There is nothing quite like holiday meals. Family, food, and conversation. However, it can be a extremely stressful trying to accommodate everyone’s dietary needs. Whether you’re going with a full plant-based meal or just hoping to get a dish or two to add to the table, this vegetarian holiday meal guide is here to help.
How to plan a vegetarian holiday meal
When thinking about the meal, I like to think about a few different elements including but not limited to:
Greenery: even though salad isn’t a traditional holiday dish, it’s become one for me. I find a fresh salad can balance all the rich food that often finds it’s way to the table. The salad doesn’t have to be overly complicated either! It could be a bit of greens, a sprinkle of nuts, and a nice dressing.
Protein: this is important. One of the things I find lacking in most vegetarian dishes at a non-vegetarian event is the concept of protein. For meat-eaters, it’s easy but for vegetarians, it’s not always obvious. Bulk up on beans, don’t shy away from nuts/seeds, and remember even some grains, like quinoa, carry a nice bit of protein.
Richness Balance: Going back to the idea of adding salad to the table, not everything has to be overloaded with cheese, butter, and cream. The beauty of a vegetarian holiday meal is that the vegetables can really shine.
Easy to include vegan/GF
When planning for a vegetarian holiday meal, you might need to include some vegan or gluten-free options. This shouldn’t be a huge deal! Most of the vegetarian dishes I’m listing in this post have vegan/gluten-free alternatives.
Most vegetarian-friendly dishes can make the leap to vegan with a few simple swaps. And as for gluten-free, it’s often a matter of switching grains and using a solid 1:1 gluten-free flour. I find if I’m trying to accommodate different people’s dietary needs, I go with something that is gluten-free/vegan.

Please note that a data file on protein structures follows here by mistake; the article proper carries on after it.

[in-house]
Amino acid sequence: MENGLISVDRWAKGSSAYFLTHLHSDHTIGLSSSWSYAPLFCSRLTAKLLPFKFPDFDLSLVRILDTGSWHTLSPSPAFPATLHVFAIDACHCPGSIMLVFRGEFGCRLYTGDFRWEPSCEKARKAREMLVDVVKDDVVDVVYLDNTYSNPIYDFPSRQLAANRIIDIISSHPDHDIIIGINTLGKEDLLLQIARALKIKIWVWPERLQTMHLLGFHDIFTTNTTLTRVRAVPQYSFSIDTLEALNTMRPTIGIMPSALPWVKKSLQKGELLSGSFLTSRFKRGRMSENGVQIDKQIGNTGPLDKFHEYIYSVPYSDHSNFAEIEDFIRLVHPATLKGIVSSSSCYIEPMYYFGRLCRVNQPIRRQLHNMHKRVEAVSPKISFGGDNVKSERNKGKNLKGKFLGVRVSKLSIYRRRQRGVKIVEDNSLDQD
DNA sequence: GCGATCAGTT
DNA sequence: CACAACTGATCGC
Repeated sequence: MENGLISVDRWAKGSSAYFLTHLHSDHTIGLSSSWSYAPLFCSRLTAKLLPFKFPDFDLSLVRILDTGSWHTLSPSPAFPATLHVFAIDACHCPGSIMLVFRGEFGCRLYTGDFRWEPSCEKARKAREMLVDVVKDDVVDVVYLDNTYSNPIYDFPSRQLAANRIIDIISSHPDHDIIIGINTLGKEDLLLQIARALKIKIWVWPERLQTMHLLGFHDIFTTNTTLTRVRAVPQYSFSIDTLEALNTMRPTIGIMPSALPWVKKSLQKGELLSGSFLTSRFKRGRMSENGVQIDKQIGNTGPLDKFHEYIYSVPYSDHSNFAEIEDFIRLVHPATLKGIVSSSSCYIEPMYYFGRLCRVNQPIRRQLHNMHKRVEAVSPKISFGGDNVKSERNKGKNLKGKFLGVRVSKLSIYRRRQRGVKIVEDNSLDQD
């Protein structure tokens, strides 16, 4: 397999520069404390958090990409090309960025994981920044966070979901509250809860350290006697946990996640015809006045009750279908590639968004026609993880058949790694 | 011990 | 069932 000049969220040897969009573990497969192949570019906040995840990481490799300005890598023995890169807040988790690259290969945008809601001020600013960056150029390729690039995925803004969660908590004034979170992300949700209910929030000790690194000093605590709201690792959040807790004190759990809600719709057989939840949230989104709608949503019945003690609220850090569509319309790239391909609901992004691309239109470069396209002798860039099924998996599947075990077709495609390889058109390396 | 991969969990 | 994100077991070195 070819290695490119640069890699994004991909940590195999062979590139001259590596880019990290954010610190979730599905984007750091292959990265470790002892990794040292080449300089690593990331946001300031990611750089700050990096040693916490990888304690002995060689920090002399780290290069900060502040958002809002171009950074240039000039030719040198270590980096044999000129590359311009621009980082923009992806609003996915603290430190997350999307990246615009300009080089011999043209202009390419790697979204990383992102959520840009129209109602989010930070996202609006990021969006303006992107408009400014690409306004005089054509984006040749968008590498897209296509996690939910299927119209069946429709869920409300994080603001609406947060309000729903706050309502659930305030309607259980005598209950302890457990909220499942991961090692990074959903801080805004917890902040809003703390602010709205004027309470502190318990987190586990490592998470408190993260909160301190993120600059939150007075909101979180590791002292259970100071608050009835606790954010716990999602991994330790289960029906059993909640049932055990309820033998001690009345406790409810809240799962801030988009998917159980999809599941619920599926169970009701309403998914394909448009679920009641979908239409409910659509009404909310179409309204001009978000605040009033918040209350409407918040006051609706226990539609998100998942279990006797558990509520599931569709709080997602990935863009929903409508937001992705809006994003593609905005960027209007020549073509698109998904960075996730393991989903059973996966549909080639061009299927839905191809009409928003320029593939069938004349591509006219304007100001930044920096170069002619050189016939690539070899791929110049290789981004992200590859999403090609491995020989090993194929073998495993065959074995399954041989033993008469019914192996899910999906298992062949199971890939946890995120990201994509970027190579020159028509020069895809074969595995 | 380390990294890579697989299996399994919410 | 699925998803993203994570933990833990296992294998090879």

A few favorite gluten-free/vegan recipes:
I think one of the biggest challenges with holiday meals is convincing family that it’s okay to switch things up! If your family has their favorites, try just adding one or two new dishes into the mix. We definitely keep the green bean casserole around but add in a couple dishes of roasted vegetables and salads. This way, everyone is happy!
You don’t need to overhaul all of the holiday dinner. Strike a balance between traditions and new ideas. If something doesn’t work out, that’s okay!
A few of my favorite non-traditional adds to the table include:
Over the years, I’ve seen my fair-share of sad, want-to-be turkey main courses for a vegetarian holiday meal. I’m not a huge fan of the 1:1 replacement. I’d rather make something that is beautiful and delicious, even if it doesn’t fill the turkey void.
If you wanted to stick with a main that looks almost as impressive as a turkey, the whole-roasted cauliflower route can work. There are also things like this butternut squash vegducken or this pre-made celebration roast. Full disclosure about the vegducken: it looks beautiful but I’ve never made it!
I prefer to stick with easy items. Quiche, pasta, risotto, or squash topped with beans. This is just the beginning. A few of my go-to main-course holiday recipes:
Butternut Squash Stuffed Shells
Whole Roasted Tikka Masala Cauliflower
Roasted Carrot Polenta with Sage and Walnuts
Farro Risotto with Walnut Cream and Roasted Butternut Squash
Roasted Red Kuri Squash with Cannellini Bean and Spinach Salad
It can be all about the sides
Of course, with a well-planned menu, a meal can also be all about the sides! If there’s three to for solid side options, I can easily be happy. Best of all, this is a great way to appease everyone! Upgrade your sides to be colorful and vegetable-heavy while keeping some of your traditional items! A few side options:
Just go for it!
Whether you’re looking to completely overhaul your meal or just add a couple veg-friendly dishes in, just remember it doesn’t have to be hard. Keep it simple. Lead with produce. And don’t be afraid to add a new tradition into the mix!3